Helping Protect A Dementia Sufferer In The Home
Eventually, most of our elder loved ones will get to a point at which they can no longer live independently. In many cases, we caregivers will offer to take that loved one into our home. The transition can be difficult emotionally, even before you consider what it’s like to live with someone who is in the early stages of cognitive decline. But, there are some steps you can take to help keep your elder loved one safe without turning your home into a prison.
- Door Alarms. Wandering is the #1 fear of many caregivers. The thought of a loved one walking off and ending up in a dangerous situation keeps many people up at night. But something as simple as a door alarm on an exterior door – paired with a properly installed chain or slide lock – can do wonders for preventing wandering incidents. Whatever you select, do not put a lock on an exit door which the care recipient cannot open. That is a massive hazard and may even violate fire codes in many areas.
- Interior door locks. The dangers inside the home are often as bad as that outside. Garages, basements, and workshops can all contain a variety of hazards for someone in the early stages of cognitive impairment. Putting a lock on those sorts of rooms – either a standard key lock, a digital passcode lock, or a “confounding” lock – can help keep your loved one out of danger. Additionally, as some seniors age, they begin to lose some respect for social norms. Which is to say, they get nosy and intrusive, including not respecting others’ personal time and belongings. A robust lock on the bedroom, while you are out, can help stave off some of the worst intrusions.
- Stove Guardian. Carelessness and lack-of-focus can seem harmless, but it can also manifest in dangerous ways. These include leaving the burner on the stove or cooktop after they leave the room. There are a variety of devices available now which will either turn the oven off if movement has not been detected, or if the fire alarm goes off.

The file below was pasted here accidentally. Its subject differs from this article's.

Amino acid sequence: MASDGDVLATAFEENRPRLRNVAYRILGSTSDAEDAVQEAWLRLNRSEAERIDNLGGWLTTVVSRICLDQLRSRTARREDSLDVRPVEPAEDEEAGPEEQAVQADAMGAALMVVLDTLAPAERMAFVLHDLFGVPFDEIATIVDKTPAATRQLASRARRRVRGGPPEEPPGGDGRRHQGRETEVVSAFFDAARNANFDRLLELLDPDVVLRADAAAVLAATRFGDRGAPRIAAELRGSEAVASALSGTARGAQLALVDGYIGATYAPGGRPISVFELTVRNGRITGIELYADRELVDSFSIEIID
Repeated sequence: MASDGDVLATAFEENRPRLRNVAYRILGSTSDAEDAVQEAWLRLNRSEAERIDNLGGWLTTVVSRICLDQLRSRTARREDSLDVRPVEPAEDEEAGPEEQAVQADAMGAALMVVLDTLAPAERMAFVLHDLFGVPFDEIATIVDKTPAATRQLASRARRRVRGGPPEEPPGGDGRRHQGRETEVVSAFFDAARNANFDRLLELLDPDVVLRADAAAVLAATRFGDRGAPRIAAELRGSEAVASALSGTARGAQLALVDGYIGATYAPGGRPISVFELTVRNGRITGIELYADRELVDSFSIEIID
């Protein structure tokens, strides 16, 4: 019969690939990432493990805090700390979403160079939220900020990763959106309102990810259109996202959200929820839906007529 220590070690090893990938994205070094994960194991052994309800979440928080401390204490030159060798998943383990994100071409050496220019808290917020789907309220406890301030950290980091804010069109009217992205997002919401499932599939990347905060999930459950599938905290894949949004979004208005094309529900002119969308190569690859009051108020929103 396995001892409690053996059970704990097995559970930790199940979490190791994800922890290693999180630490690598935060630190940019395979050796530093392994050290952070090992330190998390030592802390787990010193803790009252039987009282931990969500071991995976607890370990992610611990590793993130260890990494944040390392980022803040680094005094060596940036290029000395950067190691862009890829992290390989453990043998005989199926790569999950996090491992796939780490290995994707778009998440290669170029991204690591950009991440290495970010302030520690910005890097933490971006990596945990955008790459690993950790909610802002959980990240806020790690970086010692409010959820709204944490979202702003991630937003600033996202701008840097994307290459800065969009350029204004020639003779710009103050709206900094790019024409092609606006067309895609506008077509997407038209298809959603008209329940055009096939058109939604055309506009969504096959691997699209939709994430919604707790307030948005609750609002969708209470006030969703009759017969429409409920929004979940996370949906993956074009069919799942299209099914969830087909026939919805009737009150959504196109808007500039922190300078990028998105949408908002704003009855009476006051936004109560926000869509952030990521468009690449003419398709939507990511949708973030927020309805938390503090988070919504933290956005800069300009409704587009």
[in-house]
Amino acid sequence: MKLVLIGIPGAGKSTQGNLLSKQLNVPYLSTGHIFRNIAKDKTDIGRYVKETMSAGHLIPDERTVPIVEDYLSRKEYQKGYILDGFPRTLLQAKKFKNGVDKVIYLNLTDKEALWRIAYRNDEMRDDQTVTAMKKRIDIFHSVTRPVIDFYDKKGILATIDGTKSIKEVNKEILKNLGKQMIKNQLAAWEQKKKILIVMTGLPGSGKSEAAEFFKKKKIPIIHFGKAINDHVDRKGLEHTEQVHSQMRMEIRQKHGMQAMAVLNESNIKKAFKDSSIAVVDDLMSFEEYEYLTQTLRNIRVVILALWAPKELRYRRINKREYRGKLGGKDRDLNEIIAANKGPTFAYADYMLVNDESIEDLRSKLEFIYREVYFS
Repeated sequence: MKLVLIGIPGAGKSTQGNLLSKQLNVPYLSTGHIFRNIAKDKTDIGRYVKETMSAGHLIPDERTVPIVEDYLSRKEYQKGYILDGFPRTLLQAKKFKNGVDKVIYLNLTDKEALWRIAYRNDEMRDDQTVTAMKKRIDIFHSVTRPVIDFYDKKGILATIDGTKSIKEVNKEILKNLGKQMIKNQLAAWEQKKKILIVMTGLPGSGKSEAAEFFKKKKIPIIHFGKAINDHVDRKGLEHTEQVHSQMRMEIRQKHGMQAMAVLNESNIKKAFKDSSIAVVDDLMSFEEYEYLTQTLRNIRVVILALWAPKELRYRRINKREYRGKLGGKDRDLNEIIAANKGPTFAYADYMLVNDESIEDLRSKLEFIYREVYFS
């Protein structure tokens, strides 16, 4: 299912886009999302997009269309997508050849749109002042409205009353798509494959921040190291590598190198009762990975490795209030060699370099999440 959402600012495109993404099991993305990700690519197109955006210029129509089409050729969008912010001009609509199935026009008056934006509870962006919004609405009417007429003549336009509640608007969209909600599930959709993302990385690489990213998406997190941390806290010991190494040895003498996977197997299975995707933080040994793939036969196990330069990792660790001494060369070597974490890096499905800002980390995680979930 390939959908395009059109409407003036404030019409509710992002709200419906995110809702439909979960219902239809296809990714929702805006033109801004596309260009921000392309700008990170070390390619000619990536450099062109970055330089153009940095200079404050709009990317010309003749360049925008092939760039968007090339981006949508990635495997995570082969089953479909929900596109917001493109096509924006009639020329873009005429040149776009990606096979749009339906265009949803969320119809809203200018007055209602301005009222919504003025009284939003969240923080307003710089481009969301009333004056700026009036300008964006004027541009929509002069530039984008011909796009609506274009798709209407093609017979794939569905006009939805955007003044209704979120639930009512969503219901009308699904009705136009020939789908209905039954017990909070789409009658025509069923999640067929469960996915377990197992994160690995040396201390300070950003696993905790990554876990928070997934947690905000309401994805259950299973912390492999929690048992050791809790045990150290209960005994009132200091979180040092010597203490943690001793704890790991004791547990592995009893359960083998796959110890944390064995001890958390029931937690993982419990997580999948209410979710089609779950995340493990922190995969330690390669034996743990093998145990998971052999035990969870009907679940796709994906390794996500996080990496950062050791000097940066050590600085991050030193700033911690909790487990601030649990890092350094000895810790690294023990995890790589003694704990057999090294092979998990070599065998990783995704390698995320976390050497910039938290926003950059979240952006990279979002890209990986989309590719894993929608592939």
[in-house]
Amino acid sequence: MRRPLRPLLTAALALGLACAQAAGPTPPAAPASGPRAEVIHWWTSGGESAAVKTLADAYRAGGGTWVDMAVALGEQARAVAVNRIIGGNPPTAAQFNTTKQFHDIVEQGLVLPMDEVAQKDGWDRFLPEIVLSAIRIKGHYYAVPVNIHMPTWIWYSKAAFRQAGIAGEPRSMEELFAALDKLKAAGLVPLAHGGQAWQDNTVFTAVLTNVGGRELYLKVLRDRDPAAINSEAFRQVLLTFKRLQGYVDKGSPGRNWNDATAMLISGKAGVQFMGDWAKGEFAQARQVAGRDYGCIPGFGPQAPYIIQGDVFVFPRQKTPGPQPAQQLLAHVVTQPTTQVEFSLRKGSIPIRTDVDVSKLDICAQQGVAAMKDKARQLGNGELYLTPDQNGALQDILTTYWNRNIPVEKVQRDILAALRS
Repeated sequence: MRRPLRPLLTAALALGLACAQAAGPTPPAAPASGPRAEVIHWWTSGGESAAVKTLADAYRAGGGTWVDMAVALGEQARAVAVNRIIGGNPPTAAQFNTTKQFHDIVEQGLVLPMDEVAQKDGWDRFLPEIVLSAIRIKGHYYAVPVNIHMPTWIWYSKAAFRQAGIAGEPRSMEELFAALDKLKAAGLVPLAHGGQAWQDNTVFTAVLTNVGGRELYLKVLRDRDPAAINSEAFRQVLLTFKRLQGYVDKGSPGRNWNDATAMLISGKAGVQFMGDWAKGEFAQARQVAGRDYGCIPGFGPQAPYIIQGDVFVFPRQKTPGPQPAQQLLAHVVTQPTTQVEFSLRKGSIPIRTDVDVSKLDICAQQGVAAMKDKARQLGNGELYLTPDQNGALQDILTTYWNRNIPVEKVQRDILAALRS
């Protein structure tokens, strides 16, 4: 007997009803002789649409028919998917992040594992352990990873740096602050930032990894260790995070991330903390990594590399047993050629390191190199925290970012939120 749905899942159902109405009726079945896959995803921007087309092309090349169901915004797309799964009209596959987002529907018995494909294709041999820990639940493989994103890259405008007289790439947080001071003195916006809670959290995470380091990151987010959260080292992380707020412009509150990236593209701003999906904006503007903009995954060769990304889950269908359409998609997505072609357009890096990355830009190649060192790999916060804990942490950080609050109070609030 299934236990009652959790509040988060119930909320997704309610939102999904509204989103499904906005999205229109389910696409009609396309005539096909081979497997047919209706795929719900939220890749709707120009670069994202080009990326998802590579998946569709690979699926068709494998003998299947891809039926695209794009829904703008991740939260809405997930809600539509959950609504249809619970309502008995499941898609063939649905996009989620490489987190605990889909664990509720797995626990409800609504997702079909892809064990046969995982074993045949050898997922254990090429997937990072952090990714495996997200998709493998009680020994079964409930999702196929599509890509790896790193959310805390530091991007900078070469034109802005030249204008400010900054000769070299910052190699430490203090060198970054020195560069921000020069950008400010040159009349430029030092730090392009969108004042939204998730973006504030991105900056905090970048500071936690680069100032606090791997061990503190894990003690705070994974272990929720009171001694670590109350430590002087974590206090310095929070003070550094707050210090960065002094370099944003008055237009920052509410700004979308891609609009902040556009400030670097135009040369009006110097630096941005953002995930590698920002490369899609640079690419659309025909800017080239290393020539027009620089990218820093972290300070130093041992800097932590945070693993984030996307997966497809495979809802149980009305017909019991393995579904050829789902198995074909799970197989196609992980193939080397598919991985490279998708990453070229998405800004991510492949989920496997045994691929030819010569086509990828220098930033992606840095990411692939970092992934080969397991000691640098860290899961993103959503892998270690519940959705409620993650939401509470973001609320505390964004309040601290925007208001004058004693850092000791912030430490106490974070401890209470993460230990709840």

- Medication reminder. Failure to take medicine properly – either under- or over-dosing – can lead to tragic consequences. But, these situations can be prevented with some fairly basic items. A sturdy, 2-week capacity pill dispenser, a whiteboard with spaces to check off when a dose is taken, and a reminder clock like our Reminder Rosie can work in conjunction to help keep your loved one schedule with their medications.
- Grab bars & rails. Pretty much anytime your elder loved one has to get up from a sitting or reclining position, there is the danger of a fall. They can’t all be avoided, but the vast majority can be prevented with properly sited & installed grab bars or rails. There are obvious places for them – in the shower, next to the toilet, near the bed – but there are less obvious danger points, too. Is there a big step at the front door? That’s a frequent fall hazard. A solid grab bar just inside the door can be used going both ways and may save a lot of pain. The caregiver should spend a day going about their routine and explicitly thinking about where and how they get up from a seated position if there isn’t already something solid to grab onto, considering having a grab bar installed at that site.
Caring for an elder loved one can seem overwhelming, but a little bit of planning, preparation, and prevention can go a long way towards making everyone in the home safer and happier.
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